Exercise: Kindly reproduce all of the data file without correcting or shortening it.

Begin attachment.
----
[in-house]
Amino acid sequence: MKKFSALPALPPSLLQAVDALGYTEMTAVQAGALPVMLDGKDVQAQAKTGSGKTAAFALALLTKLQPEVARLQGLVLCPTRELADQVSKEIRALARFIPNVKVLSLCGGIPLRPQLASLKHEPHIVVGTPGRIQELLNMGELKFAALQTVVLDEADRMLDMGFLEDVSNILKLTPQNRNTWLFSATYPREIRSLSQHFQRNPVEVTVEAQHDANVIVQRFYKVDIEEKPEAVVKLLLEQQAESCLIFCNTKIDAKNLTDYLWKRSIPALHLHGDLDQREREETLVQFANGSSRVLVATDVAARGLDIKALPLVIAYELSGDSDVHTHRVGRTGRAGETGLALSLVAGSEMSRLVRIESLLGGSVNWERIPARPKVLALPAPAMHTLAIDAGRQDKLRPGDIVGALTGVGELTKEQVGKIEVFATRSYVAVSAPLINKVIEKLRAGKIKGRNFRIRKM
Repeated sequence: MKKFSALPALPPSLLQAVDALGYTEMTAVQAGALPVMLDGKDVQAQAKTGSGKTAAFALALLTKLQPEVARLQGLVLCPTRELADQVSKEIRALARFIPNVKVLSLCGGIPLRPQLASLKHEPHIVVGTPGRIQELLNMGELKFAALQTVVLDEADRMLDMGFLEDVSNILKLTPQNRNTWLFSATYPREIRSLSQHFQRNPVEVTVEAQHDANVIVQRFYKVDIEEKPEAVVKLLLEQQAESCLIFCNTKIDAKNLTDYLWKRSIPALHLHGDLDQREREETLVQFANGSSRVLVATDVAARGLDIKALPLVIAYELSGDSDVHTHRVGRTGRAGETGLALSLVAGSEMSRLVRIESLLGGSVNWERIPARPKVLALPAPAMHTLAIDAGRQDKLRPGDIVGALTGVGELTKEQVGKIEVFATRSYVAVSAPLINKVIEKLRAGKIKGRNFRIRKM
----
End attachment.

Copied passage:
[in-house]
Amino acid sequence: MKKFSALPALPPSLLQAVDALGYTEMTAVQAGALPVMLDGKDVQAQAKTGSGKTAAFALALLTKLQPEVARLQGLVLCPTRELADQVSKEIRALARFIPNVKVLSLCGGIPLRPQLASLKHEPHIVVGTPGRIQELLNMGELKFAALQTVVLDEADRMLDMGFLEDVSNILKLTPQNRNTWLFSATYPREIRSLSQHFQRNPVEVTVEAQHDANVIVQRFYKVDIEEKPEAVVKLLLEQQAESCLIFCNTKIDAKNLTDYLWKRSIPALHLHGDLDQREREETLVQFANGSSRVLVATDVAARGLDIKALPLVIAYELSGDSDVHTHRVGRTGRAGETGLALSLVAGSEMSRLVRIESLLGGSVNWERIPARPKVLALPAPAMHTLAIDAGRQDKLRPGDIVGALTGVGELTKEQVGKIEVFATRSYVAVSAPLINKVIEKLRAGKIKGRNFRIRKM
Repeated sequence: MKKFSALPALPPSLLQAVDALGYTEMTAVQAGALPVMLDGKDVQAQAKTGSGKTAAFALALLTKLQPEVARLQGLVLCPTRELADQVSKEIRALARFIPNVKVLSLCGGIPLRPQLASLKHEPHIVVGTPGRIQELLNMGELKFAALQTVVLDEADRMLDMGFLEDVSNILKLTPQNRNTWLFSATYPREIRSLSQHFQRNPVEVTVEAQHDANVIVQRFYKVDIEEKPEAVVKLLLEQQAESCLIFCNTKIDAKNLTDYLWKRSIPALHLHGDLDQREREETLVQFANGSSRVLVATDVAARGLDIKALPLVIAYELSGDSDVHTHRVGRTGRAGETGLALSLVAGSEMSRLVRIESLLGGSVNWERIPARPKVLALPAPAMHTLAIDAGRQDKLRPGDIVGALTGVGELTKEQVGKIEVFATRSYVAVSAPLINKVIEKLRAGKIKGRNFRIRKM